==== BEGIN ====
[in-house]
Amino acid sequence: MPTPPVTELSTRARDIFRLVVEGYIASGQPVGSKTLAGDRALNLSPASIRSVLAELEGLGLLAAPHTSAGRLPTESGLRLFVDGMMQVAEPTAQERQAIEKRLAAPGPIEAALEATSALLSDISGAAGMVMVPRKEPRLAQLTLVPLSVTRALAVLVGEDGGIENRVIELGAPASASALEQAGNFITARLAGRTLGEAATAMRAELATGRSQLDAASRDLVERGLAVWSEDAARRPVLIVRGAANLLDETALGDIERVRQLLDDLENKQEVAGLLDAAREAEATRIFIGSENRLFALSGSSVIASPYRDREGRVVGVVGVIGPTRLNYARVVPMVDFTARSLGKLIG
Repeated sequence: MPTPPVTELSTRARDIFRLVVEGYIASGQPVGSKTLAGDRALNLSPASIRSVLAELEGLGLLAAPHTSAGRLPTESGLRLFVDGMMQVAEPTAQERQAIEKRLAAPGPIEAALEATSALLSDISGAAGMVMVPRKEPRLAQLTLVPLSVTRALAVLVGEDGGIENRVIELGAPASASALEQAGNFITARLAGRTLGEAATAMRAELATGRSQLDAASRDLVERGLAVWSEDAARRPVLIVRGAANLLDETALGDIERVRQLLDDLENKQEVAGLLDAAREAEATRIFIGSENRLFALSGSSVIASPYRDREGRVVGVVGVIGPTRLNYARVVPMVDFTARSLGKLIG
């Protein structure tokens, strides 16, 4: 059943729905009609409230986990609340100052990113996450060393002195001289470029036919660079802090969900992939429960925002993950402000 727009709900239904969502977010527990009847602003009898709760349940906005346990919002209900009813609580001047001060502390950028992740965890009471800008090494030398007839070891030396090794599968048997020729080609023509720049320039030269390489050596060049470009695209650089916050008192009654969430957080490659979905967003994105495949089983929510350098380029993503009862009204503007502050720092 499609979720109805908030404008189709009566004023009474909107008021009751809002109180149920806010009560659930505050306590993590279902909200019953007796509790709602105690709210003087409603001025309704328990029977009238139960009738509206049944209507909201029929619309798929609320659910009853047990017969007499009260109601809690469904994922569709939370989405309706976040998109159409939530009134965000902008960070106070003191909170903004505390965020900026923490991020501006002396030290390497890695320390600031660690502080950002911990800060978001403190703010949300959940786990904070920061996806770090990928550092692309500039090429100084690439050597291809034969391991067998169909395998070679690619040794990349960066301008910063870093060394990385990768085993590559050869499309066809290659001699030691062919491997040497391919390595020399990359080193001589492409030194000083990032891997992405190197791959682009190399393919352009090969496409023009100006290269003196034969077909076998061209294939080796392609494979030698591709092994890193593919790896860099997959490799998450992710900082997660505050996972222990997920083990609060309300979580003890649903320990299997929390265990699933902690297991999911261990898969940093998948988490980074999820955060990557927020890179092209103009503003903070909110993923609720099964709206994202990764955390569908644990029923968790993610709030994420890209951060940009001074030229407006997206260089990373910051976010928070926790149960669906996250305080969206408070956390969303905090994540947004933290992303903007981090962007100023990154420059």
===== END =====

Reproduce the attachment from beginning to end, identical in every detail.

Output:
[in-house]
Amino acid sequence: MPTPPVTELSTRARDIFRLVVEGYIASGQPVGSKTLAGDRALNLSPASIRSVLAELEGLGLLAAPHTSAGRLPTESGLRLFVDGMMQVAEPTAQERQAIEKRLAAPGPIEAALEATSALLSDISGAAGMVMVPRKEPRLAQLTLVPLSVTRALAVLVGEDGGIENRVIELGAPASASALEQAGNFITARLAGRTLGEAATAMRAELATGRSQLDAASRDLVERGLAVWSEDAARRPVLIVRGAANLLDETALGDIERVRQLLDDLENKQEVAGLLDAAREAEATRIFIGSENRLFALSGSSVIASPYRDREGRVVGVVGVIGPTRLNYARVVPMVDFTARSLGKLIG
Repeated sequence: MPTPPVTELSTRARDIFRLVVEGYIASGQPVGSKTLAGDRALNLSPASIRSVLAELEGLGLLAAPHTSAGRLPTESGLRLFVDGMMQVAEPTAQERQAIEKRLAAPGPIEAALEATSALLSDISGAAGMVMVPRKEPRLAQLTLVPLSVTRALAVLVGEDGGIENRVIELGAPASASALEQAGNFITARLAGRTLGEAATAMRAELATGRSQLDAASRDLVERGLAVWSEDAARRPVLIVRGAANLLDETALGDIERVRQLLDDLENKQEVAGLLDAAREAEATRIFIGSENRLFALSGSSVIASPYRDREGRVVGVVGVIGPTRLNYARVVPMVDFTARSLGKLIG
């Protein structure tokens, strides 16, 4: 059943729905009609409230986990609340100052990113996450060393002195001289470029036919660079802090969900992939429960925002993950402000 727009709900239904969502977010527990009847602003009898709760349940906005346990919002209900009813609580001047001060502390950028992740965890009471800008090494030398007839070891030396090794599968048997020729080609023509720049320039030269390489050596060049470009695209650089916050008192009654969430957080490659979905967003994105495949089983929510350098380029993503009862009204503007502050720092 499609979720109805908030404008189709009566004023009474909107008021009751809002109180149920806010009560659930505050306590993590279902909200019953007796509790709602105690709210003087409603001025309704328990029977009238139960009738509206049944209507909201029929619309798929609320659910009853047990017969007499009260109601809690469904994922569709939370989405309706976040998109159409939530009134965000902008960070106070003191909170903004505390965020900026923490991020501006002396030290390497890695320390600031660690502080950002911990800060978001403190703010949300959940786990904070920061996806770090990928550092692309500039090429100084690439050597291809034969391991067998169909395998070679690619040794990349960066301008910063870093060394990385990768085993590559050869499309066809290659001699030691062919491997040497391919390595020399990359080193001589492409030194000083990032891997992405190197791959682009190399393919352009090969496409023009100006290269003196034969077909076998061209294939080796392609494979030698591709092994890193593919790896860099997959490799998450992710900082997660505050996972222990997920083990609060309300979580003890649903320990299997929390265990699933902690297991999911261990898969940093998948988490980074999820955060990557927020890179092209103009503003903070909110993923609720099964709206994202990764955390569908644990029923968790993610709030994420890209951060940009001074030229407006997206260089990373910051976010928070926790149960669906996250305080969206408070956390969303905090994540947004933290992303903007981090962007100023990154420059």